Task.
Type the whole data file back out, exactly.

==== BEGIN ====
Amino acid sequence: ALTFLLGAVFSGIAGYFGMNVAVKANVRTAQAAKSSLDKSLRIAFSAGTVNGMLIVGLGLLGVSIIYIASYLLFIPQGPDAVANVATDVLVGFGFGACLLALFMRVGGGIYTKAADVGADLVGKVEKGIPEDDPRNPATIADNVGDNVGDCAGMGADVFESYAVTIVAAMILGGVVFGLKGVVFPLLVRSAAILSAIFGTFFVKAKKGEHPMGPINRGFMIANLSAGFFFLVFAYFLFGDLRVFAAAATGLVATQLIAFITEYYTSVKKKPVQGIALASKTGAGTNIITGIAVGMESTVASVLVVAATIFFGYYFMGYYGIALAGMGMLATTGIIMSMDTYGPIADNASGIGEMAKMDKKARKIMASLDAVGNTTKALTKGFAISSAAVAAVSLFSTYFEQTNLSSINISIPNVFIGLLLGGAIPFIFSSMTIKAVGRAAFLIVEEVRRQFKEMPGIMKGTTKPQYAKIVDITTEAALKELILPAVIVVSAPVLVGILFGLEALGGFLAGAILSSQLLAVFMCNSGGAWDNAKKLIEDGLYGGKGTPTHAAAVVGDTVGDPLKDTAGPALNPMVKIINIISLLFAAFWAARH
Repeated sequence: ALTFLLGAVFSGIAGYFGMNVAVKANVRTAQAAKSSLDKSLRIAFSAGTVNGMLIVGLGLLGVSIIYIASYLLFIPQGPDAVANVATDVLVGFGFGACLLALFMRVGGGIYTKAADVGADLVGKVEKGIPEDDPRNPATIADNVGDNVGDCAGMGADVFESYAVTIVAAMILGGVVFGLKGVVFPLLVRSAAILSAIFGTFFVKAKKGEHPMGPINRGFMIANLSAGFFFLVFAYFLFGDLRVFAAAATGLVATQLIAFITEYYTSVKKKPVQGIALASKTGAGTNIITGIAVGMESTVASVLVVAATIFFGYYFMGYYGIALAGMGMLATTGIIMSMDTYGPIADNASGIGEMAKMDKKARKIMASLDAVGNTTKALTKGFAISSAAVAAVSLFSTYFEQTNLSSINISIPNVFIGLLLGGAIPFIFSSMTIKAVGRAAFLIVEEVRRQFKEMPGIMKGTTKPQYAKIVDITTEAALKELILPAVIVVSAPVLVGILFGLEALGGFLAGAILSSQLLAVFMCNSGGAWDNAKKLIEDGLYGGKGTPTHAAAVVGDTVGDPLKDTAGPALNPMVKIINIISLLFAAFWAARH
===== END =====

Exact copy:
Amino acid sequence: ALTFLLGAVFSGIAGYFGMNVAVKANVRTAQAAKSSLDKSLRIAFSAGTVNGMLIVGLGLLGVSIIYIASYLLFIPQGPDAVANVATDVLVGFGFGACLLALFMRVGGGIYTKAADVGADLVGKVEKGIPEDDPRNPATIADNVGDNVGDCAGMGADVFESYAVTIVAAMILGGVVFGLKGVVFPLLVRSAAILSAIFGTFFVKAKKGEHPMGPINRGFMIANLSAGFFFLVFAYFLFGDLRVFAAAATGLVATQLIAFITEYYTSVKKKPVQGIALASKTGAGTNIITGIAVGMESTVASVLVVAATIFFGYYFMGYYGIALAGMGMLATTGIIMSMDTYGPIADNASGIGEMAKMDKKARKIMASLDAVGNTTKALTKGFAISSAAVAAVSLFSTYFEQTNLSSINISIPNVFIGLLLGGAIPFIFSSMTIKAVGRAAFLIVEEVRRQFKEMPGIMKGTTKPQYAKIVDITTEAALKELILPAVIVVSAPVLVGILFGLEALGGFLAGAILSSQLLAVFMCNSGGAWDNAKKLIEDGLYGGKGTPTHAAAVVGDTVGDPLKDTAGPALNPMVKIINIISLLFAAFWAARH
Repeated sequence: ALTFLLGAVFSGIAGYFGMNVAVKANVRTAQAAKSSLDKSLRIAFSAGTVNGMLIVGLGLLGVSIIYIASYLLFIPQGPDAVANVATDVLVGFGFGACLLALFMRVGGGIYTKAADVGADLVGKVEKGIPEDDPRNPATIADNVGDNVGDCAGMGADVFESYAVTIVAAMILGGVVFGLKGVVFPLLVRSAAILSAIFGTFFVKAKKGEHPMGPINRGFMIANLSAGFFFLVFAYFLFGDLRVFAAAATGLVATQLIAFITEYYTSVKKKPVQGIALASKTGAGTNIITGIAVGMESTVASVLVVAATIFFGYYFMGYYGIALAGMGMLATTGIIMSMDTYGPIADNASGIGEMAKMDKKARKIMASLDAVGNTTKALTKGFAISSAAVAAVSLFSTYFEQTNLSSINISIPNVFIGLLLGGAIPFIFSSMTIKAVGRAAFLIVEEVRRQFKEMPGIMKGTTKPQYAKIVDITTEAALKELILPAVIVVSAPVLVGILFGLEALGGFLAGAILSSQLLAVFMCNSGGAWDNAKKLIEDGLYGGKGTPTHAAAVVGDTVGDPLKDTAGPALNPMVKIINIISLLFAAFWAARH